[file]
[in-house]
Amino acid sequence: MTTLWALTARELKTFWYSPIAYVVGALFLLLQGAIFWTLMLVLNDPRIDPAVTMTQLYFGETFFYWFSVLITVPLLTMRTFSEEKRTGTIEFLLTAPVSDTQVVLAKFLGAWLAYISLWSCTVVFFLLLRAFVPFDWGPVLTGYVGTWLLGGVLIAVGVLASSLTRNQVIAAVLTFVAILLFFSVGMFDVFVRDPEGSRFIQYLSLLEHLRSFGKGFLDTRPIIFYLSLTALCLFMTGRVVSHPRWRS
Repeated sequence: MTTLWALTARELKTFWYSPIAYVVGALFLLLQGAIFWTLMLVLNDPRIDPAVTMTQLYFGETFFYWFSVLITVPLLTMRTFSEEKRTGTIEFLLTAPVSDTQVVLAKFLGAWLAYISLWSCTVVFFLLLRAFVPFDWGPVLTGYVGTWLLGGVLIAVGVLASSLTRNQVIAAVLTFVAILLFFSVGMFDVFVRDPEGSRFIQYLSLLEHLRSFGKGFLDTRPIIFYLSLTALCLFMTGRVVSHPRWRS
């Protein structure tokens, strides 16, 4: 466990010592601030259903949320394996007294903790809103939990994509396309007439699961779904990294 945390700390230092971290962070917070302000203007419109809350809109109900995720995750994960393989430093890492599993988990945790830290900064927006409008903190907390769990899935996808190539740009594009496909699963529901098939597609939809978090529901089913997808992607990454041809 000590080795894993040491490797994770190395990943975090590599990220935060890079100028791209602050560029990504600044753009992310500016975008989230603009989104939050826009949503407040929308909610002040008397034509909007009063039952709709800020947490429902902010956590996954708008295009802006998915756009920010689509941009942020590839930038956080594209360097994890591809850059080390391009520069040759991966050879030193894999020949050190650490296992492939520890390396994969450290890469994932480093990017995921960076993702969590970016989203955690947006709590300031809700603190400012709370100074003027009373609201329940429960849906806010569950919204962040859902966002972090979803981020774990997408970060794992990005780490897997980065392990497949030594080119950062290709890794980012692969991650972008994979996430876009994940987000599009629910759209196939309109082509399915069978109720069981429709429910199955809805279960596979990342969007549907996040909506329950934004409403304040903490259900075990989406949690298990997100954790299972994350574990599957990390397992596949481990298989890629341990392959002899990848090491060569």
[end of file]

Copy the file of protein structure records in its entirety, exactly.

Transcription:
[in-house]
Amino acid sequence: MTTLWALTARELKTFWYSPIAYVVGALFLLLQGAIFWTLMLVLNDPRIDPAVTMTQLYFGETFFYWFSVLITVPLLTMRTFSEEKRTGTIEFLLTAPVSDTQVVLAKFLGAWLAYISLWSCTVVFFLLLRAFVPFDWGPVLTGYVGTWLLGGVLIAVGVLASSLTRNQVIAAVLTFVAILLFFSVGMFDVFVRDPEGSRFIQYLSLLEHLRSFGKGFLDTRPIIFYLSLTALCLFMTGRVVSHPRWRS
Repeated sequence: MTTLWALTARELKTFWYSPIAYVVGALFLLLQGAIFWTLMLVLNDPRIDPAVTMTQLYFGETFFYWFSVLITVPLLTMRTFSEEKRTGTIEFLLTAPVSDTQVVLAKFLGAWLAYISLWSCTVVFFLLLRAFVPFDWGPVLTGYVGTWLLGGVLIAVGVLASSLTRNQVIAAVLTFVAILLFFSVGMFDVFVRDPEGSRFIQYLSLLEHLRSFGKGFLDTRPIIFYLSLTALCLFMTGRVVSHPRWRS
């Protein structure tokens, strides 16, 4: 466990010592601030259903949320394996007294903790809103939990994509396309007439699961779904990294 945390700390230092971290962070917070302000203007419109809350809109109900995720995750994960393989430093890492599993988990945790830290900064927006409008903190907390769990899935996808190539740009594009496909699963529901098939597609939809978090529901089913997808992607990454041809 000590080795894993040491490797994770190395990943975090590599990220935060890079100028791209602050560029990504600044753009992310500016975008989230603009989104939050826009949503407040929308909610002040008397034509909007009063039952709709800020947490429902902010956590996954708008295009802006998915756009920010689509941009942020590839930038956080594209360097994890591809850059080390391009520069040759991966050879030193894999020949050190650490296992492939520890390396994969450290890469994932480093990017995921960076993702969590970016989203955690947006709590300031809700603190400012709370100074003027009373609201329940429960849906806010569950919204962040859902966002972090979803981020774990997408970060794992990005780490897997980065392990497949030594080119950062290709890794980012692969991650972008994979996430876009994940987000599009629910759209196939309109082509399915069978109720069981429709429910199955809805279960596979990342969007549907996040909506329950934004409403304040903490259900075990989406949690298990997100954790299972994350574990599957990390397992596949481990298989890629341990392959002899990848090491060569």